Big changes in WordPress - Gutenberg

It's been causing a big uproar in the WordPress community since it was brought out. Some people love it. Other people hate it.

What is it? Gutenberg is a tool that is meant to greatly improve the default editing experience. Should I use it? After having given it a thorough try by now I would say yes! Unlike other visual editing tools, Gute A shortfall of A little background:

Before Gutenberg, the default editing experience was a bit lacking. It offered some basic styling preview of the text and embedded images, but not much else. A few custom fields if you wanted to get fancy with it. While this was plenty enough just for managing blog content, it left a lot to be desired in terms of building pages.

This shortcoming has brought about the rise of Visual Editing plugins and themes. You may have heard of them before, some notable examples include: Divi, Avada, Beaver Builder. These added some great functionality that allowed non-technical people to build out some reasonably impressive pages. But this came with some trade-offs: These third-party tools tended to get poorer performance due to the nature of how they work and the extra database calls required. In many cases they also wouldn't play particularly nice with native code.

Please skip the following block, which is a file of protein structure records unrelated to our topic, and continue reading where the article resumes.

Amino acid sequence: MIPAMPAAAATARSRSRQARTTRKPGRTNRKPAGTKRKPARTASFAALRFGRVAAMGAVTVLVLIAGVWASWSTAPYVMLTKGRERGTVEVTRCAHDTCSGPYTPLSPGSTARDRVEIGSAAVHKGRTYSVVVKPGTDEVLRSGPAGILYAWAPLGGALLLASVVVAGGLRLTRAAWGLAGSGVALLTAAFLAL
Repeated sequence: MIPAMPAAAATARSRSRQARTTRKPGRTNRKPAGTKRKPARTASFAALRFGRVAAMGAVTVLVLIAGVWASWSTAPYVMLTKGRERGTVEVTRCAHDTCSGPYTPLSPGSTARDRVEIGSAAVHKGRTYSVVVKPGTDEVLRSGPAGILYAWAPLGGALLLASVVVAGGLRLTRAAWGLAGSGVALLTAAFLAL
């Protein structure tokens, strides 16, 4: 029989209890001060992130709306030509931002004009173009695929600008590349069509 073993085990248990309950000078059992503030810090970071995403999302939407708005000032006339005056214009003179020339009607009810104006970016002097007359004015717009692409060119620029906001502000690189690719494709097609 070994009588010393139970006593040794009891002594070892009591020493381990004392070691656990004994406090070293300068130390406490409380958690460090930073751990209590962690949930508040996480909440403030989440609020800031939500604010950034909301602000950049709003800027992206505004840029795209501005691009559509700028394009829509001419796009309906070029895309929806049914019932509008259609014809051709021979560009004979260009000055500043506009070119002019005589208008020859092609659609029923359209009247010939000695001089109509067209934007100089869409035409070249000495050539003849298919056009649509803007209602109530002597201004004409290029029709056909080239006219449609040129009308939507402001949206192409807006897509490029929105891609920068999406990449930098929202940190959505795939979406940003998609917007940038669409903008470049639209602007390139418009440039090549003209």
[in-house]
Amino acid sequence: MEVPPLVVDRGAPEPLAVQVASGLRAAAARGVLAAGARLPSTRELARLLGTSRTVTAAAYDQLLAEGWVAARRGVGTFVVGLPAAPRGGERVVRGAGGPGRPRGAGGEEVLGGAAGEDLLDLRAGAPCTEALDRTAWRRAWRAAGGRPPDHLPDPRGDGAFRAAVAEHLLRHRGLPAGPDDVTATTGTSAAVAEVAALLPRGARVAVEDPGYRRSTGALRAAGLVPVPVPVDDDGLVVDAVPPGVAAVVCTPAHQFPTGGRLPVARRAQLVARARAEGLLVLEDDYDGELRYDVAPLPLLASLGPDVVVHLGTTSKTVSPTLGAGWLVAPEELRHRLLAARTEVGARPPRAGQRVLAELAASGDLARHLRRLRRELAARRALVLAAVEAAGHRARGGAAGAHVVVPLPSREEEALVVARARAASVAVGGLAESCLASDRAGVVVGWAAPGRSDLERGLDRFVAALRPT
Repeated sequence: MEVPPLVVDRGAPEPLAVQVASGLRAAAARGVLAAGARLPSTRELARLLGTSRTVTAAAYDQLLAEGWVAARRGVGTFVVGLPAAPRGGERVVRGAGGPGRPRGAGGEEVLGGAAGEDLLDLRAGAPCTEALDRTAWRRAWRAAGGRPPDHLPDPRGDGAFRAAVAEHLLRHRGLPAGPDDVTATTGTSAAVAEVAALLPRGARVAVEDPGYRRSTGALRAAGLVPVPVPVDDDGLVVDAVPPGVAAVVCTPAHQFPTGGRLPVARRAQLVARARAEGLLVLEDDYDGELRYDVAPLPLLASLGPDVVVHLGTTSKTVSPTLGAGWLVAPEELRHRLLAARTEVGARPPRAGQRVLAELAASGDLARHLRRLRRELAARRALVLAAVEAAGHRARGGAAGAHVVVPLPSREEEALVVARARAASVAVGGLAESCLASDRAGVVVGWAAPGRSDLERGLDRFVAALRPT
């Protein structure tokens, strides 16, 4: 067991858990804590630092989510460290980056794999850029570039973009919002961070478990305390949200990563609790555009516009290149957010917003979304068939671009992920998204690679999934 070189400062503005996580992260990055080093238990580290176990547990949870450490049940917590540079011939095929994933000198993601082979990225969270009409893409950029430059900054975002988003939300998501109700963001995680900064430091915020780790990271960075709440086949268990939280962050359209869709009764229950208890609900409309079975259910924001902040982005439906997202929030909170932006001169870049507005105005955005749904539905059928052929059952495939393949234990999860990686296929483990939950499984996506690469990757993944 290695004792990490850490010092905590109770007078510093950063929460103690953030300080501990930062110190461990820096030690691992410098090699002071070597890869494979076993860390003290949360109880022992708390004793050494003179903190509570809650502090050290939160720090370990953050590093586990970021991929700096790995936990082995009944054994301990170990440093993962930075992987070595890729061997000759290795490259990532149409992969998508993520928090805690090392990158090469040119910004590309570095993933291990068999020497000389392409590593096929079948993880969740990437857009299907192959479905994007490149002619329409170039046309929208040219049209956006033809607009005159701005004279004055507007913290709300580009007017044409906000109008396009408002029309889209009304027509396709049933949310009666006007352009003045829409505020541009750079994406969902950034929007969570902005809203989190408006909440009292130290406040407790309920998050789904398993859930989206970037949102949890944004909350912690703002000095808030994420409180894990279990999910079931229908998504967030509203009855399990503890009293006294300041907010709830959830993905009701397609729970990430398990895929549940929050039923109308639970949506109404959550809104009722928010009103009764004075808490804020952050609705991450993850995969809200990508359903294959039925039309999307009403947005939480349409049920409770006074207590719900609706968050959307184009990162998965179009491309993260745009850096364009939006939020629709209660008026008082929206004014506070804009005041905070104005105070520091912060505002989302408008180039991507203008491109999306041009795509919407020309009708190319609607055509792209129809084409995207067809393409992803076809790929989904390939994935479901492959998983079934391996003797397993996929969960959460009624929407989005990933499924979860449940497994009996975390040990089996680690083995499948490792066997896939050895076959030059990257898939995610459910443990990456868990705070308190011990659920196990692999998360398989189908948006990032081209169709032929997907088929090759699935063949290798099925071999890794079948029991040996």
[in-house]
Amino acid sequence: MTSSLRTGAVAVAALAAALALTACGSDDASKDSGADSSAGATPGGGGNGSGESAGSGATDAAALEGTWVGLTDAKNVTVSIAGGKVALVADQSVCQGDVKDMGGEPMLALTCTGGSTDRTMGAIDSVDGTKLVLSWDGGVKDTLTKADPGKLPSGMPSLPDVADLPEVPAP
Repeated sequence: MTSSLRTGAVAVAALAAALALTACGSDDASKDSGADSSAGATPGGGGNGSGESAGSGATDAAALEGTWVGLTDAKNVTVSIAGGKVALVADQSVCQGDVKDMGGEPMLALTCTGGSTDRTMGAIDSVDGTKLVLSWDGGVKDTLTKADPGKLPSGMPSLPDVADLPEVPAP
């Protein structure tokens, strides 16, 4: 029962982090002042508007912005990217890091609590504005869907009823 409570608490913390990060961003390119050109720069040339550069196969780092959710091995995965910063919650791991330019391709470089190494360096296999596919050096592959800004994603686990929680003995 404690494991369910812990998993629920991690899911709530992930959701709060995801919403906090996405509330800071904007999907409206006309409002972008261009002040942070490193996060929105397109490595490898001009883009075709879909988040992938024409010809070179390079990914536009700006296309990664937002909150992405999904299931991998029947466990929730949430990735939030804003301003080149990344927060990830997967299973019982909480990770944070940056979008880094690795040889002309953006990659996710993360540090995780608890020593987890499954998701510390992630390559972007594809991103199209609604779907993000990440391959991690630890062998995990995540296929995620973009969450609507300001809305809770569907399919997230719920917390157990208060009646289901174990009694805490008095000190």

Enter Gutenberg. As a direct response to the growing popularity of these visual tools, the WordPress development team decided to take on the task of adding this functionality built-in and done right.

For users who are accostumed to the old WordPress editor and don't wish to learn something new, there is no need to fear. You can disable Gutenberg and stick with the classic editor using an official plugin.